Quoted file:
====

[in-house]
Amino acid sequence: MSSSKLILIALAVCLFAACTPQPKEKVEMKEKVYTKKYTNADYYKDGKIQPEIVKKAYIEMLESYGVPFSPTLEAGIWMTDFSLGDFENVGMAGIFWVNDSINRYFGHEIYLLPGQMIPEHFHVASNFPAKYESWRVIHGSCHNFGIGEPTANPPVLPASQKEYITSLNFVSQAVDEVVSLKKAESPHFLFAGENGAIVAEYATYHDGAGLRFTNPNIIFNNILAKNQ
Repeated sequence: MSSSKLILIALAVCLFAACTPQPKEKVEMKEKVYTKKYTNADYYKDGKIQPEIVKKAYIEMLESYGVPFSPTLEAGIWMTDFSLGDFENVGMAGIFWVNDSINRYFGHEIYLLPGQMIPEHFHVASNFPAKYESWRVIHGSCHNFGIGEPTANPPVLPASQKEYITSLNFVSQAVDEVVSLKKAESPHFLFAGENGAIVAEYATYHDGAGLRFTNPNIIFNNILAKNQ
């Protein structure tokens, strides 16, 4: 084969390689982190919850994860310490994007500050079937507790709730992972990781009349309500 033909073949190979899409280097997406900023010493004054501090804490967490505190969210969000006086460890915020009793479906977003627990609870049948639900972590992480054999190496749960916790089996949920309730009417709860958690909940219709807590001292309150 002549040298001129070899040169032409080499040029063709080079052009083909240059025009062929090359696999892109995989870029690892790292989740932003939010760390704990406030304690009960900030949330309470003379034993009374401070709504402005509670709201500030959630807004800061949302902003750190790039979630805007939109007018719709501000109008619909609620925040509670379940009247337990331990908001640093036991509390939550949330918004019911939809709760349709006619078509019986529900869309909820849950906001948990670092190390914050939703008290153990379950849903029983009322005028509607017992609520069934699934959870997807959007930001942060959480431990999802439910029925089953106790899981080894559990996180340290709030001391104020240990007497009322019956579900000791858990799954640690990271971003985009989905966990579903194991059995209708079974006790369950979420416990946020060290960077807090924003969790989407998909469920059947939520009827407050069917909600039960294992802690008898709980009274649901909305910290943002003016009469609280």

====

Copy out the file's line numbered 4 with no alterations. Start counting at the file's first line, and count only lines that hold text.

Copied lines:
């Protein structure tokens, strides 16, 4: 084969390689982190919850994860310490994007500050079937507790709730992972990781009349309500 033909073949190979899409280097997406900023010493004054501090804490967490505190969210969000006086460890915020009793479906977003627990609870049948639900972590992480054999190496749960916790089996949920309730009417709860958690909940219709807590001292309150 002549040298001129070899040169032409080499040029063709080079052009083909240059025009062929090359696999892109995989870029690892790292989740932003939010760390704990406030304690009960900030949330309470003379034993009374401070709504402005509670709201500030959630807004800061949302902003750190790039979630805007939109007018719709501000109008619909609620925040509670379940009247337990331990908001640093036991509390939550949330918004019911939809709760349709006619078509019986529900869309909820849950906001948990670092190390914050939703008290153990379950849903029983009322005028509607017992609520069934699934959870997807959007930001942060959480431990999802439910029925089953106790899981080894559990996180340290709030001391104020240990007497009322019956579900000791858990799954640690990271971003985009989905966990579903194991059995209708079974006790369950979420416990946020060290960077807090924003969790989407998909469920059947939520009827407050069917909600039960294992802690008898709980009274649901909305910290943002003016009469609280």